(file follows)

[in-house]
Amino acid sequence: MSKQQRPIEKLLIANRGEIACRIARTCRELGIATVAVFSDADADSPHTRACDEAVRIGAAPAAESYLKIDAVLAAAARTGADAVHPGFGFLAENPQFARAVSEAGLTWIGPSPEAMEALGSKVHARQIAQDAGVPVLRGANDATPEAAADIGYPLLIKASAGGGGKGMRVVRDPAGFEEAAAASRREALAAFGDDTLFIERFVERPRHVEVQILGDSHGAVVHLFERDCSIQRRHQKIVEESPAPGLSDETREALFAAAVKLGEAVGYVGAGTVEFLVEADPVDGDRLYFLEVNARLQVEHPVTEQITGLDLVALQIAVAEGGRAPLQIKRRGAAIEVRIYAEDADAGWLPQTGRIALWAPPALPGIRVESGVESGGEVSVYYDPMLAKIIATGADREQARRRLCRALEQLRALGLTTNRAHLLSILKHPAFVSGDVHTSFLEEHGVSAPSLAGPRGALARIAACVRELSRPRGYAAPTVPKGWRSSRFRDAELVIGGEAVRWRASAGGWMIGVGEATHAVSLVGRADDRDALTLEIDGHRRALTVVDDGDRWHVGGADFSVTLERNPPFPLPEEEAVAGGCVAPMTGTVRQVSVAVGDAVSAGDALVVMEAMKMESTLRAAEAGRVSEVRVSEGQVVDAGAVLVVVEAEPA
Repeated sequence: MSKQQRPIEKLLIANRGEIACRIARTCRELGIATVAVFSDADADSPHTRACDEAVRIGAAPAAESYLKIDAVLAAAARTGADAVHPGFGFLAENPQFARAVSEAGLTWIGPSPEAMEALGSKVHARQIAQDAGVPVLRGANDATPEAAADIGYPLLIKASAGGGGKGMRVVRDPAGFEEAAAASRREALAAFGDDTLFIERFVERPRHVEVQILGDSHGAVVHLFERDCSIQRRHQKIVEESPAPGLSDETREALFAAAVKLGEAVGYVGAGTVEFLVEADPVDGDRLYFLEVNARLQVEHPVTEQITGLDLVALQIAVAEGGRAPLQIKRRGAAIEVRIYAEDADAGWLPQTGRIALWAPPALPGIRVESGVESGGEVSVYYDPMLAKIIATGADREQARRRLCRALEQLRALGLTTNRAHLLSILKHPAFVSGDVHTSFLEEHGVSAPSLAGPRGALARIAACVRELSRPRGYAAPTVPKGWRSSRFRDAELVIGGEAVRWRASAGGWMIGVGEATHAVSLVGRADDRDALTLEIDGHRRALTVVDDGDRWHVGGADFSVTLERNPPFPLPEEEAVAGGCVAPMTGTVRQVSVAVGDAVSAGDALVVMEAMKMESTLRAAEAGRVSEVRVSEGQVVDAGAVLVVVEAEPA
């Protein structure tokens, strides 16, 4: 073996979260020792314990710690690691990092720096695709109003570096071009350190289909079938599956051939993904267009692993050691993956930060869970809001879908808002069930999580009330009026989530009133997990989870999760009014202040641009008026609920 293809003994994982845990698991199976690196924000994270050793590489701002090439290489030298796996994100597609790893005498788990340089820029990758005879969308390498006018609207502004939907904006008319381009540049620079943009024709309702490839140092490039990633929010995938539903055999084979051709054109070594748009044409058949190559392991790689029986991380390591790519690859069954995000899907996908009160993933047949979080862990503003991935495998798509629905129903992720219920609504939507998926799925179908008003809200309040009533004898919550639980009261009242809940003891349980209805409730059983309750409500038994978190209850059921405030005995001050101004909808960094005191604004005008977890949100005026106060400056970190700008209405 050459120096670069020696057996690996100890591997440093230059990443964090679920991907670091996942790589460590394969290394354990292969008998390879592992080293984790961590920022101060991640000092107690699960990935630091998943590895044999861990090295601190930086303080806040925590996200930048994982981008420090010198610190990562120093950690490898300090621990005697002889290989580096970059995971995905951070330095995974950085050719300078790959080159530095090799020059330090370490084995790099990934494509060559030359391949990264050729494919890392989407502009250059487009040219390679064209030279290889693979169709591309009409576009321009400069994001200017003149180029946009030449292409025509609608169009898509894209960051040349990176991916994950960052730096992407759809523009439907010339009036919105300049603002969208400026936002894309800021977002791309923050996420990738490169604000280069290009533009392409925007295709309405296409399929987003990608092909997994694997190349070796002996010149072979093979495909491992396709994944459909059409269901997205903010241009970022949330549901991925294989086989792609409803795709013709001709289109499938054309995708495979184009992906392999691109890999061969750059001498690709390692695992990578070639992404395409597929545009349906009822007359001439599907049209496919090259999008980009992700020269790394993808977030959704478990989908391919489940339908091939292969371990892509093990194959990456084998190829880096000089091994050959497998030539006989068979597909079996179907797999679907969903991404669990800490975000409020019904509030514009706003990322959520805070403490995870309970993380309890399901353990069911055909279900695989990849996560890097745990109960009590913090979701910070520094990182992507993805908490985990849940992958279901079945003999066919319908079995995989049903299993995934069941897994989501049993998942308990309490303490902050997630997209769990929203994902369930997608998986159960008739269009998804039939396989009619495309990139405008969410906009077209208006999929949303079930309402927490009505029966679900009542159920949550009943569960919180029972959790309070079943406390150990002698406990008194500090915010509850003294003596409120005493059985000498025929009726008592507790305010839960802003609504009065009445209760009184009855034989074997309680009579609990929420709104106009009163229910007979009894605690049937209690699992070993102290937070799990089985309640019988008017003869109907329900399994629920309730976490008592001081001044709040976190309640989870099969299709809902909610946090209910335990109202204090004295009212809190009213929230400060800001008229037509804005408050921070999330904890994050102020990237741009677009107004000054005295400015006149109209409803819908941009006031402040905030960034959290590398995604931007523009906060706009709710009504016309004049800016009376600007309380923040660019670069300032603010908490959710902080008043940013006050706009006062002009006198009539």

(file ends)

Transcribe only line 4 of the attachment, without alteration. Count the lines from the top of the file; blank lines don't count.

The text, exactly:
């Protein structure tokens, strides 16, 4: 073996979260020792314990710690690691990092720096695709109003570096071009350190289909079938599956051939993904267009692993050691993956930060869970809001879908808002069930999580009330009026989530009133997990989870999760009014202040641009008026609920 293809003994994982845990698991199976690196924000994270050793590489701002090439290489030298796996994100597609790893005498788990340089820029990758005879969308390498006018609207502004939907904006008319381009540049620079943009024709309702490839140092490039990633929010995938539903055999084979051709054109070594748009044409058949190559392991790689029986991380390591790519690859069954995000899907996908009160993933047949979080862990503003991935495998798509629905129903992720219920609504939507998926799925179908008003809200309040009533004898919550639980009261009242809940003891349980209805409730059983309750409500038994978190209850059921405030005995001050101004909808960094005191604004005008977890949100005026106060400056970190700008209405 050459120096670069020696057996690996100890591997440093230059990443964090679920991907670091996942790589460590394969290394354990292969008998390879592992080293984790961590920022101060991640000092107690699960990935630091998943590895044999861990090295601190930086303080806040925590996200930048994982981008420090010198610190990562120093950690490898300090621990005697002889290989580096970059995971995905951070330095995974950085050719300078790959080159530095090799020059330090370490084995790099990934494509060559030359391949990264050729494919890392989407502009250059487009040219390679064209030279290889693979169709591309009409576009321009400069994001200017003149180029946009030449292409025509609608169009898509894209960051040349990176991916994950960052730096992407759809523009439907010339009036919105300049603002969208400026936002894309800021977002791309923050996420990738490169604000280069290009533009392409925007295709309405296409399929987003990608092909997994694997190349070796002996010149072979093979495909491992396709994944459909059409269901997205903010241009970022949330549901991925294989086989792609409803795709013709001709289109499938054309995708495979184009992906392999691109890999061969750059001498690709390692695992990578070639992404395409597929545009349906009822007359001439599907049209496919090259999008980009992700020269790394993808977030959704478990989908391919489940339908091939292969371990892509093990194959990456084998190829880096000089091994050959497998030539006989068979597909079996179907797999679907969903991404669990800490975000409020019904509030514009706003990322959520805070403490995870309970993380309890399901353990069911055909279900695989990849996560890097745990109960009590913090979701910070520094990182992507993805908490985990849940992958279901079945003999066919319908079995995989049903299993995934069941897994989501049993998942308990309490303490902050997630997209769990929203994902369930997608998986159960008739269009998804039939396989009619495309990139405008969410906009077209208006999929949303079930309402927490009505029966679900009542159920949550009943569960919180029972959790309070079943406390150990002698406990008194500090915010509850003294003596409120005493059985000498025929009726008592507790305010839960802003609504009065009445209760009184009855034989074997309680009579609990929420709104106009009163229910007979009894605690049937209690699992070993102290937070799990089985309640019988008017003869109907329900399994629920309730976490008592001081001044709040976190309640989870099969299709809902909610946090209910335990109202204090004295009212809190009213929230400060800001008229037509804005408050921070999330904890994050102020990237741009677009107004000054005295400015006149109209409803819908941009006031402040905030960034959290590398995604931007523009906060706009709710009504016309004049800016009376600007309380923040660019670069300032603010908490959710902080008043940013006050706009006062002009006198009539």